Lifelong learning keeps your brain healthy. Henry Ford said, “Anyone who stops learning is old, whether at twenty or eighty. Anyone who keeps learning stays young. The greatest thing in life is to keep your mind young.” Nearly 100 years later science is validating Henry Ford’s quip. Margie E. Lachman, a psychologist at Brandeis University who specializes in aging says, “Education seems to be an elixir that can bring us a healthy body and mind throughout adulthood and even a longer life.” Her research has shown that the more education an elderly person has – whether obtained formally or informally — the better they performed on cognitive tests than other elderly folks who had less education.

Learning new things can also help stave off old-age ailments like dementia and Alzheimer’s. One study has shown that older folks who stay cognitively active and curious about the world around them are 2.6 times less likely to develop dementia and Alzheimer’s than those who let their minds lie fallow.

You’ll feel more satisfied with life. In his book Drive, author Dan Pink argues that we need three things to feel motivated about, and satisfied with, our life: autonomy, mastery, and purpose. Becoming a lifelong learner fulfills all three of these psychological needs.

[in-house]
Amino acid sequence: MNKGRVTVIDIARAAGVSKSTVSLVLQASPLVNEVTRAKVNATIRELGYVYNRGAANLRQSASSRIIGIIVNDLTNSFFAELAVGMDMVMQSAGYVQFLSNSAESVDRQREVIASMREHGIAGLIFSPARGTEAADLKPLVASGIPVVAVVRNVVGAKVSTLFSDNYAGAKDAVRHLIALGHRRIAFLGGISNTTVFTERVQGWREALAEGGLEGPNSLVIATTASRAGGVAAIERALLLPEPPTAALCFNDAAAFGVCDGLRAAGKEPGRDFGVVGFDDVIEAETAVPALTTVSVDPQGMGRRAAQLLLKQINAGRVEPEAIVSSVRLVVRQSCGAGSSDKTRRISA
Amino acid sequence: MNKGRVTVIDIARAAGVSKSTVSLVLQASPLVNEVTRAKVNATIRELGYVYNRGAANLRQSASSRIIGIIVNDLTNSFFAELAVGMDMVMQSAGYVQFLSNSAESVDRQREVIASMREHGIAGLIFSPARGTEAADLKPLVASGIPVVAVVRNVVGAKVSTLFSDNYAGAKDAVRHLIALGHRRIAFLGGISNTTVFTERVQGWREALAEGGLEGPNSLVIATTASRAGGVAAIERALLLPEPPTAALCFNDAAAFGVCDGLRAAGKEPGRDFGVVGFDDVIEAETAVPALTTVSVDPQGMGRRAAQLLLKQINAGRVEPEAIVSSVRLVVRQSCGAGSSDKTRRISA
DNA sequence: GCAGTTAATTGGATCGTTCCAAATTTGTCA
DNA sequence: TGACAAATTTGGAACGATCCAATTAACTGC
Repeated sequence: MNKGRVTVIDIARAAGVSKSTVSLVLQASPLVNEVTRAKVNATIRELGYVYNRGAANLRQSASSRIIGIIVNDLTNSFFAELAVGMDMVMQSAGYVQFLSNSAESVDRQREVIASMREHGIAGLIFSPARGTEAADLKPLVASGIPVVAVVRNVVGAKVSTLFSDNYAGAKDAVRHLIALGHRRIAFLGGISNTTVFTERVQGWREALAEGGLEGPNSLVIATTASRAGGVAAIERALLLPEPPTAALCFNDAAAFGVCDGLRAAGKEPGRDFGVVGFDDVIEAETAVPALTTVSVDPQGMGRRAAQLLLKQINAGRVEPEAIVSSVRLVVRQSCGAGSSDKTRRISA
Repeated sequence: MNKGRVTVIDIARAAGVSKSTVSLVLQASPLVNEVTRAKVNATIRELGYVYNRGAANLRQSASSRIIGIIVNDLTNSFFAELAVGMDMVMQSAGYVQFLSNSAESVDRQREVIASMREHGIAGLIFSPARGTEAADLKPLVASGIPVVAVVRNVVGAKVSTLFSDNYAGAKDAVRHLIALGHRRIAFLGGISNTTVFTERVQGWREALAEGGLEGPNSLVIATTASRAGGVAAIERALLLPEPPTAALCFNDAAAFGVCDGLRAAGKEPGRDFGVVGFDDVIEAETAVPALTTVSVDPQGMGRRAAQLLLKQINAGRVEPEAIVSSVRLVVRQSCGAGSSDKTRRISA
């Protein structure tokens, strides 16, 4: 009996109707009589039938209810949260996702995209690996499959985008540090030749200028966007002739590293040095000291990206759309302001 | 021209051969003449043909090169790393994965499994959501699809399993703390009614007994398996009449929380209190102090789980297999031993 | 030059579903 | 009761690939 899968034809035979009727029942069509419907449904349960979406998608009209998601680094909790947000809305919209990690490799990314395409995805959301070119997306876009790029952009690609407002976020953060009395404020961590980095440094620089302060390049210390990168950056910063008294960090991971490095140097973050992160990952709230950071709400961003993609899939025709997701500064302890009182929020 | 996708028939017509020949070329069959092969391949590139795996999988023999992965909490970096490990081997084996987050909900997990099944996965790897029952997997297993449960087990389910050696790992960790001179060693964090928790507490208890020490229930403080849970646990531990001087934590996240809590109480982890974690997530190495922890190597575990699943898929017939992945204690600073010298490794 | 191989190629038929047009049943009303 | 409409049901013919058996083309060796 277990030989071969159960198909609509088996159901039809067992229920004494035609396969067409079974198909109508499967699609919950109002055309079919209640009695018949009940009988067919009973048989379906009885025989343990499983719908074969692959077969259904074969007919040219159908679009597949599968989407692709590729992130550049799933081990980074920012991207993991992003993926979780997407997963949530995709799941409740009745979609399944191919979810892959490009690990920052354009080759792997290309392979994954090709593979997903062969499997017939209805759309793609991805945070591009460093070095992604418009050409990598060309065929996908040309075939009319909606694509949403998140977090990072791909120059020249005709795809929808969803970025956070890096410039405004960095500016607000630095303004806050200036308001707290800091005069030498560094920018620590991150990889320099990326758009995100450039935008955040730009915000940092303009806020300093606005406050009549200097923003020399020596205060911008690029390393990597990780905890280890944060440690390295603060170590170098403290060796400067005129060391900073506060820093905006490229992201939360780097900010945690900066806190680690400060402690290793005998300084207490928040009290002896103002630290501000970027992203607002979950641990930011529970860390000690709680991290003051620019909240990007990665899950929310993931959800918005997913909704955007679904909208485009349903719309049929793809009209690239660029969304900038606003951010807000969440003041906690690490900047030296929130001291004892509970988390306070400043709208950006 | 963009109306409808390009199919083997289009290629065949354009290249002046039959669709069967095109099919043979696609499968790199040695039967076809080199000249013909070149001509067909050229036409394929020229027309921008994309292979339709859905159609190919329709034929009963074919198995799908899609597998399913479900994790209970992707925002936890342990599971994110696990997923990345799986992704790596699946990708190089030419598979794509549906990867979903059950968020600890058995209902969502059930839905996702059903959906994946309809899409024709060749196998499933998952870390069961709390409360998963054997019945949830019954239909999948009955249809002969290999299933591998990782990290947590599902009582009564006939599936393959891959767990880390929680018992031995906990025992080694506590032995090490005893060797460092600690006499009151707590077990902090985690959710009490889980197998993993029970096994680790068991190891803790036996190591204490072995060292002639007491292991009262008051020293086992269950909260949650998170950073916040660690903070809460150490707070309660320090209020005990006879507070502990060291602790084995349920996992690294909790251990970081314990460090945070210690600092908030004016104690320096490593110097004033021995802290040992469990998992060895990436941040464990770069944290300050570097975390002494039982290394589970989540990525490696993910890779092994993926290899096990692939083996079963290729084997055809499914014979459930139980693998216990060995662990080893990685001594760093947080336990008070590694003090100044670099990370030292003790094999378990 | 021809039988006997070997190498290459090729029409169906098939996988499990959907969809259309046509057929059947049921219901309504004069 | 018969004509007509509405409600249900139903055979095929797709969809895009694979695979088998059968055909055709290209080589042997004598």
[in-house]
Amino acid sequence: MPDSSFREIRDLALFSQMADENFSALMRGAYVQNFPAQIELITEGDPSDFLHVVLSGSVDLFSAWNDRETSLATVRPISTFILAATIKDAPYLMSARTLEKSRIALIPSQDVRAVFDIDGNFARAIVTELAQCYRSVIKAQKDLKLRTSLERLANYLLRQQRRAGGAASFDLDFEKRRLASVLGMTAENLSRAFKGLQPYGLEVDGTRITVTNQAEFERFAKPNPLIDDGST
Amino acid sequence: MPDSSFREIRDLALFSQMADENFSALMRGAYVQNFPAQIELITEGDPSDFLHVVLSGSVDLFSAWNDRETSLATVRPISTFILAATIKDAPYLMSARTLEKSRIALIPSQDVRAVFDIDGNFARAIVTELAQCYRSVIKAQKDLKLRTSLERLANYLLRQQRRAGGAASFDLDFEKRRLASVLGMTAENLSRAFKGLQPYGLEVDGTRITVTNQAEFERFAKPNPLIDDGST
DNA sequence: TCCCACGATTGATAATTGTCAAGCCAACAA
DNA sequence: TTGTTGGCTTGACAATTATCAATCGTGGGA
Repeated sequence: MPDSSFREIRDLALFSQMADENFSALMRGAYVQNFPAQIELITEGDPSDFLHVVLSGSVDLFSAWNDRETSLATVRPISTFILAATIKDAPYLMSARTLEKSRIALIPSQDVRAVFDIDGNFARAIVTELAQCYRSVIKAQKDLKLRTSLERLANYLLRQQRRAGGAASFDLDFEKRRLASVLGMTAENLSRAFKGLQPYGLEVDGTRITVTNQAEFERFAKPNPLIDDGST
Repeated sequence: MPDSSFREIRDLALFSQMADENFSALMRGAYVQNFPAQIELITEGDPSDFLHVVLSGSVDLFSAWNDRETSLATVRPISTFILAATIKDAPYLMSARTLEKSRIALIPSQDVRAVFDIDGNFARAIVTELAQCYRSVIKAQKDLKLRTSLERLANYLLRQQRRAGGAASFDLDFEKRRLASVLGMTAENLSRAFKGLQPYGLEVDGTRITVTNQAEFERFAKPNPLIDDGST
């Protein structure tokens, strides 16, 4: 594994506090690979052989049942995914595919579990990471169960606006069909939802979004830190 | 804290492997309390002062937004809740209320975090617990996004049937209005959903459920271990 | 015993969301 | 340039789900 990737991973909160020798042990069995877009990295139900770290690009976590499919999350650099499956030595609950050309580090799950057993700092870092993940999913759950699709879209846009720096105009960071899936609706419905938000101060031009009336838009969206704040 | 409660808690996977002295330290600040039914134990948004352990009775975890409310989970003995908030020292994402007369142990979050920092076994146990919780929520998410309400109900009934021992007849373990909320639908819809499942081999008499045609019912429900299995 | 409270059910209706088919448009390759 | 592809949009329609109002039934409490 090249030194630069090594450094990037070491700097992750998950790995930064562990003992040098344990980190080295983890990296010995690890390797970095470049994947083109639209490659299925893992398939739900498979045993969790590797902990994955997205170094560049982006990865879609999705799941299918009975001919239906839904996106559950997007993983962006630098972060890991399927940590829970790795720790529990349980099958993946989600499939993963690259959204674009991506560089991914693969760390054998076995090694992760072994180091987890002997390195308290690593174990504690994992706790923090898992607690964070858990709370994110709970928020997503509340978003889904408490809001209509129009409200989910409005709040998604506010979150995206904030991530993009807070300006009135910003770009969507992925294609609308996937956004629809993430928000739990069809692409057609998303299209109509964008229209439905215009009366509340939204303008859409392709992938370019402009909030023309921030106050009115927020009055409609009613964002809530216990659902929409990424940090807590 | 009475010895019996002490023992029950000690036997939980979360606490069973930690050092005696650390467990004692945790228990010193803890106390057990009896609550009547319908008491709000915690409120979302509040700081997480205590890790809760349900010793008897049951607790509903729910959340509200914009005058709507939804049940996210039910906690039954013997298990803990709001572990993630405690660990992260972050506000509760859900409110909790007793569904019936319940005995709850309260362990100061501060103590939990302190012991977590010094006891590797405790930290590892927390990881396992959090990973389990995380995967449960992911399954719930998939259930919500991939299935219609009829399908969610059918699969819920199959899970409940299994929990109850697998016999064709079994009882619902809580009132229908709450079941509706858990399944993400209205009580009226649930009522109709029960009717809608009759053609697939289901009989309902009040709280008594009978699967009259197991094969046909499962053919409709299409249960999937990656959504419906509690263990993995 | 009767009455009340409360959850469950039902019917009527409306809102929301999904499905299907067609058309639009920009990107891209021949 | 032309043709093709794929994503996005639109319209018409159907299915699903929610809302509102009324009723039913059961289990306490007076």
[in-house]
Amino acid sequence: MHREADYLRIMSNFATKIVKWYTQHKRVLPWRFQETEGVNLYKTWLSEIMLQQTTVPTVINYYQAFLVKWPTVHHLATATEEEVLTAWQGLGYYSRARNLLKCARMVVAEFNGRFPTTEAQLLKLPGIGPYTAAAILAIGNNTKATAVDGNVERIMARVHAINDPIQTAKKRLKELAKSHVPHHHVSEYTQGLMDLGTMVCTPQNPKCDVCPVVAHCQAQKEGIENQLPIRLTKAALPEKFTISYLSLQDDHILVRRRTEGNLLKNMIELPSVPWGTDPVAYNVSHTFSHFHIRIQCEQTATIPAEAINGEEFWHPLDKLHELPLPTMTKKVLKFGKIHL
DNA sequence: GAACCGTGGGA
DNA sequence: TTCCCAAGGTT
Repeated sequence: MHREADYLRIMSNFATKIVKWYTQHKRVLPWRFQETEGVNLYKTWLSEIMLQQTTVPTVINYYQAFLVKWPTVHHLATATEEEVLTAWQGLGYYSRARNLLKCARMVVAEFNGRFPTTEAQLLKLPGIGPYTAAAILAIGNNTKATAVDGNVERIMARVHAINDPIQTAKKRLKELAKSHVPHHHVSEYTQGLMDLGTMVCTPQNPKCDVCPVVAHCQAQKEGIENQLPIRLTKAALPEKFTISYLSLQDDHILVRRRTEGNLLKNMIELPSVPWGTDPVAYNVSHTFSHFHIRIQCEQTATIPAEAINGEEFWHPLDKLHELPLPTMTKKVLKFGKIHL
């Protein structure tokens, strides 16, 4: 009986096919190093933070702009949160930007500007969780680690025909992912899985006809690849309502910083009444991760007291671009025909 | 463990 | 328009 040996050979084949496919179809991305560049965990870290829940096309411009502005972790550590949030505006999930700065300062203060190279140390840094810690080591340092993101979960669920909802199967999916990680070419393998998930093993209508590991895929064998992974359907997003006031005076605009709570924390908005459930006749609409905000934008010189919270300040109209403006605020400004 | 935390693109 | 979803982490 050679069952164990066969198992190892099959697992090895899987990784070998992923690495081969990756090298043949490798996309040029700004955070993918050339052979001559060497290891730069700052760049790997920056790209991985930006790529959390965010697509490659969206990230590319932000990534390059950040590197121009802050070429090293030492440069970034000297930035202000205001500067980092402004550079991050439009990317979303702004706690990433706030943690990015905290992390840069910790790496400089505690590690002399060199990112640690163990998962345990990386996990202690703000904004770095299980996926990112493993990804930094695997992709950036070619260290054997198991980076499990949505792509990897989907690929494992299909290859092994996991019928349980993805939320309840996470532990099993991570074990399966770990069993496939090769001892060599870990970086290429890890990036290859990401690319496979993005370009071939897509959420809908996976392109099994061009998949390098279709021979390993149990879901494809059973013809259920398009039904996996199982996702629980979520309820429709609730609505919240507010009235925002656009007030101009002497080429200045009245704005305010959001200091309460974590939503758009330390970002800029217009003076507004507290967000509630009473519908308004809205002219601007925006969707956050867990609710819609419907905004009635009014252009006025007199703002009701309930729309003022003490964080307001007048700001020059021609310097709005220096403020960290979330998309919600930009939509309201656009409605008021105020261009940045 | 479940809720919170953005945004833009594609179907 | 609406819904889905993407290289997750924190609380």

When you’re an autodidact you – not your parents, not your professor, not your boss — get to decide what you’re going to learn about. Instead of being a passive consumer of knowledge, you’re actively choosing what you’re learning. In other words, you’re autonomous. As you learn new skills, you’ll enjoy the positive feeling that comes with mastery. And you’ll find yourself with a renewed sense of purpose in life as you set goals for your self-education.

The satisfaction that comes with lifelong learning doesn’t stop there. The more you know about the world, the deeper you can plunge into it, and the more levels of it you can experience. Whether you’re traveling, having a conversation, visiting a museum, watching a movie, or reading a book, your library of knowledge helps you make connections that you would never have otherwise perceived. The more you learn, the more you realize how many references and meanings you’ve missed because the author/speaker simply took that background knowledge, that fluency in cultural literacy, for granted.

Inspiring story shared from the following website: http://www.artofmanliness.com/2013/03/18/how-and-why-to-become-a-lifelong-learner/